• Understand specific consideration for interpreting DXA in children, premenopausal women, and underlying medical conditions.
  • 1. Which factor could be potentially protective against osteoporosis?
    • (a) Smoking
    • (b) Obesity
    • (c) Gender
    • (d) Steroid therapy

References:

  • 2. Mettler FA, Guiberteau MJ. Essentials of Nuclear Medicine Imaging, 6th ed. Philadelphia, PA: Elsevier Saunders; 2012, Chapter 8: 305–309.
  • 4. Ziessman HA, O’Malley JP, Thrall JH. Nuclear Medicine: The Requisites, 4th ed. Philadelphia, PA: Elsevier Saunders; 2014, Chapter 7: 128–130.
  • 2. In these images of lumbar spine and femoral neck from same patient, what is best interpretation?
    • (a) Both demonstrate normal bone density
    • (b) Femoral neck is normal but lumbar spine is osteopenic
    • (c) Both demonstrate osteopenia
    • (d) Lumbar spine is normal but femoral neck is osteopenic
Figure
Figure

References:

  • 3. Which of these values would be considered in osteopenic range?
    • (a) T-score of −0.6
    • (b) T-score of −1.0
    • (c) T-score of −1.6
    • (d) T-score of −2.5

References:

  • 2. Mettler FA, Guiberteau MJ. Essentials of Nuclear Medicine Imaging, 6th ed. Philadelphia, PA: Elsevier Saunders; 2012, Chapter 8:305–309.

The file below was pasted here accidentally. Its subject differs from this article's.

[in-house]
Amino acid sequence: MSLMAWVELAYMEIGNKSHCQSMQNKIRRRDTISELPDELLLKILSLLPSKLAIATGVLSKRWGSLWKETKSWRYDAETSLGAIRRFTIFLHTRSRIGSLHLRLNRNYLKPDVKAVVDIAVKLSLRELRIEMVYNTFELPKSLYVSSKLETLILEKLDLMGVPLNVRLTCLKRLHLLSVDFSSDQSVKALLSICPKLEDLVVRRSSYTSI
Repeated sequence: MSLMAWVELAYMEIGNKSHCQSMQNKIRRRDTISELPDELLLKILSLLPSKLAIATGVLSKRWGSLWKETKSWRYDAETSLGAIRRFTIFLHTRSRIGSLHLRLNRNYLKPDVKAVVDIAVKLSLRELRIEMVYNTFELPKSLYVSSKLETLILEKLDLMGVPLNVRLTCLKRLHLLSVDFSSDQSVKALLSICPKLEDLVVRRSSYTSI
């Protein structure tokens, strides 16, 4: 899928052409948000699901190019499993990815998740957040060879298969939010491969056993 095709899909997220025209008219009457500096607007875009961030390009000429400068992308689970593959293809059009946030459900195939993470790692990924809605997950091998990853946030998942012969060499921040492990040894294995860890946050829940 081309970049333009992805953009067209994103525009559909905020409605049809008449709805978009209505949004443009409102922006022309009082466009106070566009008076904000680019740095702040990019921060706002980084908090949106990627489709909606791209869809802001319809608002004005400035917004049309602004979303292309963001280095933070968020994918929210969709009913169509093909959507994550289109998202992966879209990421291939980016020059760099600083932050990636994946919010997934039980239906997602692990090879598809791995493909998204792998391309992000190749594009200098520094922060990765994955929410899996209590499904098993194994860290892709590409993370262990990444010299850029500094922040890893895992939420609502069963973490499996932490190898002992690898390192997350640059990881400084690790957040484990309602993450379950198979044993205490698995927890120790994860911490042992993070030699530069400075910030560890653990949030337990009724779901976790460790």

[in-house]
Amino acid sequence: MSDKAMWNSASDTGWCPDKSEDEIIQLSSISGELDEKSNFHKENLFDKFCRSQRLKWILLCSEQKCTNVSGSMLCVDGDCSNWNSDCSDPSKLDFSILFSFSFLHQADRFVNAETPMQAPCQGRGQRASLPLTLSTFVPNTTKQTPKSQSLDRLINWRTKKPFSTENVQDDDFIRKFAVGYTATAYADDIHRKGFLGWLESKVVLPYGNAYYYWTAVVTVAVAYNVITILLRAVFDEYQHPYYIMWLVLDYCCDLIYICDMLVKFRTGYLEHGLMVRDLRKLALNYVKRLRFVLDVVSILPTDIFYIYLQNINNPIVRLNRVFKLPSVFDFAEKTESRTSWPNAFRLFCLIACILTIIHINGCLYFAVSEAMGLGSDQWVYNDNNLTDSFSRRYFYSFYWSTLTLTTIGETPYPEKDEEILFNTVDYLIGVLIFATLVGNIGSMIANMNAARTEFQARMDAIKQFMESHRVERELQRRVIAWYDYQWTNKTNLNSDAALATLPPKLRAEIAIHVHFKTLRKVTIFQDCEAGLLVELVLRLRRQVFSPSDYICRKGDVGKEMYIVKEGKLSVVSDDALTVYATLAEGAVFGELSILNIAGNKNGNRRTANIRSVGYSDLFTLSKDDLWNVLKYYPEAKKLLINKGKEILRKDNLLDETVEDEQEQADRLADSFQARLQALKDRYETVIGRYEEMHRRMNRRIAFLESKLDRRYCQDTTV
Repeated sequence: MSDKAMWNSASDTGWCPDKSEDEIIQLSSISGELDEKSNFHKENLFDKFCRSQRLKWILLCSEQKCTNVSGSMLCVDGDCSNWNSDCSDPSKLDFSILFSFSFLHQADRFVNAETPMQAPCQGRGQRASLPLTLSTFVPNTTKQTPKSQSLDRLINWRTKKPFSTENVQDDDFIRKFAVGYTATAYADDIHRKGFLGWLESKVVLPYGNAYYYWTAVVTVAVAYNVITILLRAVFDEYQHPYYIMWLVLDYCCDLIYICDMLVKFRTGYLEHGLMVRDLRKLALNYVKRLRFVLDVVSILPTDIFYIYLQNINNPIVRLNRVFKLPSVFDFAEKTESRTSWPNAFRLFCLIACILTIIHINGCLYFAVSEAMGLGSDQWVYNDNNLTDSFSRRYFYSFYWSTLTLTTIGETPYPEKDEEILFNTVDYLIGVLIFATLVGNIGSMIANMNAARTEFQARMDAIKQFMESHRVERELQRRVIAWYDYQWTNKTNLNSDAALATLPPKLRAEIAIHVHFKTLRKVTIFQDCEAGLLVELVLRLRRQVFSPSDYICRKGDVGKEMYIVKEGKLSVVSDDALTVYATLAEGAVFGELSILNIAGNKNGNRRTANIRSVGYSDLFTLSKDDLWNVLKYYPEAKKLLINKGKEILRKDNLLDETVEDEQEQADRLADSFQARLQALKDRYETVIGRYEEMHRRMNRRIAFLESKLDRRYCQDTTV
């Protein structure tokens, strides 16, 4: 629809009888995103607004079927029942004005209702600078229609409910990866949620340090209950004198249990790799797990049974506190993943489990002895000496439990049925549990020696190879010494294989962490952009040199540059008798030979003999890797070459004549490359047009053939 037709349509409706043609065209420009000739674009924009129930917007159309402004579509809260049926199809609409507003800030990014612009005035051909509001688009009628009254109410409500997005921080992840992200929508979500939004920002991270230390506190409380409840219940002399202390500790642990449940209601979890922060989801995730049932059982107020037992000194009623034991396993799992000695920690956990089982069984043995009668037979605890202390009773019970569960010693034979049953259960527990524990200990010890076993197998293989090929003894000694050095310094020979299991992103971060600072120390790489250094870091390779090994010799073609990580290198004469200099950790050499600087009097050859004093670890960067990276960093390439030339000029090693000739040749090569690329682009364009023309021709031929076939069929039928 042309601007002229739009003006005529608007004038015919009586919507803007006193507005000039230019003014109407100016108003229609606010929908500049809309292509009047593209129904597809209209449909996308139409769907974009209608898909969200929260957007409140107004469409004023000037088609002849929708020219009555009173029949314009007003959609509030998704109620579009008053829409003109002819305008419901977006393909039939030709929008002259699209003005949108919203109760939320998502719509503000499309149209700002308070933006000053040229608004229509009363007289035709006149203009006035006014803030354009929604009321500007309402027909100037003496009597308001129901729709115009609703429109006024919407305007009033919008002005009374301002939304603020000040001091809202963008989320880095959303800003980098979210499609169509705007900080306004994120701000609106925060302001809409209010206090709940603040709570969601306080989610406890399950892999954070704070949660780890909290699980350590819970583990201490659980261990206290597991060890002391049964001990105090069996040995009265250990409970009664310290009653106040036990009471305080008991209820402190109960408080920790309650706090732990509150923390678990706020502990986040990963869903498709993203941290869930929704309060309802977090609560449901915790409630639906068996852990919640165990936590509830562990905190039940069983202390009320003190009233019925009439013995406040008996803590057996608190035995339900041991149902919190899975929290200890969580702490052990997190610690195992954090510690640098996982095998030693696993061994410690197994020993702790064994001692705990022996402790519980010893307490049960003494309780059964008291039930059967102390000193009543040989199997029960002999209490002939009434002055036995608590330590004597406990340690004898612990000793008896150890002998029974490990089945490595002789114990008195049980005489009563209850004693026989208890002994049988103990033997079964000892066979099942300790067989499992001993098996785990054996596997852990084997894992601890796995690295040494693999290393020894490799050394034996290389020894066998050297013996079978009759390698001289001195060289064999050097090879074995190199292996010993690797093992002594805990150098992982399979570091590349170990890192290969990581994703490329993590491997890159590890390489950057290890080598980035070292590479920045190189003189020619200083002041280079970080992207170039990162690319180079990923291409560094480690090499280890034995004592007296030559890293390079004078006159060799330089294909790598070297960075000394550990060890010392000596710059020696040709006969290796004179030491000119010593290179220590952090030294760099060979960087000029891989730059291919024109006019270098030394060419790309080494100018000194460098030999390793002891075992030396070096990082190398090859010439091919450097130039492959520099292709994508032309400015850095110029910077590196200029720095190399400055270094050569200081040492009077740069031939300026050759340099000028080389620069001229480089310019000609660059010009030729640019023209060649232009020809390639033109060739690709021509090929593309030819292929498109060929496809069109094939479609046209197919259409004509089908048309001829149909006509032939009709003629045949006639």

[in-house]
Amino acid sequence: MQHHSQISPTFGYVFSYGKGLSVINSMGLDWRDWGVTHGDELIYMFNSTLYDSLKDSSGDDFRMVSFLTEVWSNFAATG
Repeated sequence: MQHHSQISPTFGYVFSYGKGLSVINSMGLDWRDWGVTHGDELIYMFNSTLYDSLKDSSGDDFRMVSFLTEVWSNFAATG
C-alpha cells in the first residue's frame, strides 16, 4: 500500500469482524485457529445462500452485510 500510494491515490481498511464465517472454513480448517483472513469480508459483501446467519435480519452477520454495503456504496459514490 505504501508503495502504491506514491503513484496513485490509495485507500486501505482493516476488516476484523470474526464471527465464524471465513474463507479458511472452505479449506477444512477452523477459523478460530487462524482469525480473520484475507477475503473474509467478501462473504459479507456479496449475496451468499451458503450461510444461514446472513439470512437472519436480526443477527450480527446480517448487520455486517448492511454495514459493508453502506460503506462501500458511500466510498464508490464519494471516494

• 4. Ziessman HA, O’Malley JP, Thrall JH. Nuclear Medicine: The Requisites, 4th ed. 2014, Philadelphia, PA: Elsevier Saunders; 2014, Chapter 7: 128–130.
  • 4. Considering the below image and bone density results, what is your best conclusion?
    • (a) The overall T-score might be underestimated
    • (b) Bone density is normal
    • (c) Regions of interest should be redrawn
    • (d) There is osteopenia of the lumbar spine
Figure
Figure

References:

  • 2. Mettler FA, Guiberteau MJ. Essentials of Nuclear Medicine Imaging, 6th ed. Philadelphia, PA: Elsevier Saunders; 2012 Chapter 8: 305–309.
  • 4. Ziessman HA, O’Malley JP, Thrall JH. Nuclear Medicine: The Requisites, 4th ed. Philadelphia, PA: Elsevier Saunders; 2014, Chapter 7: 128–130.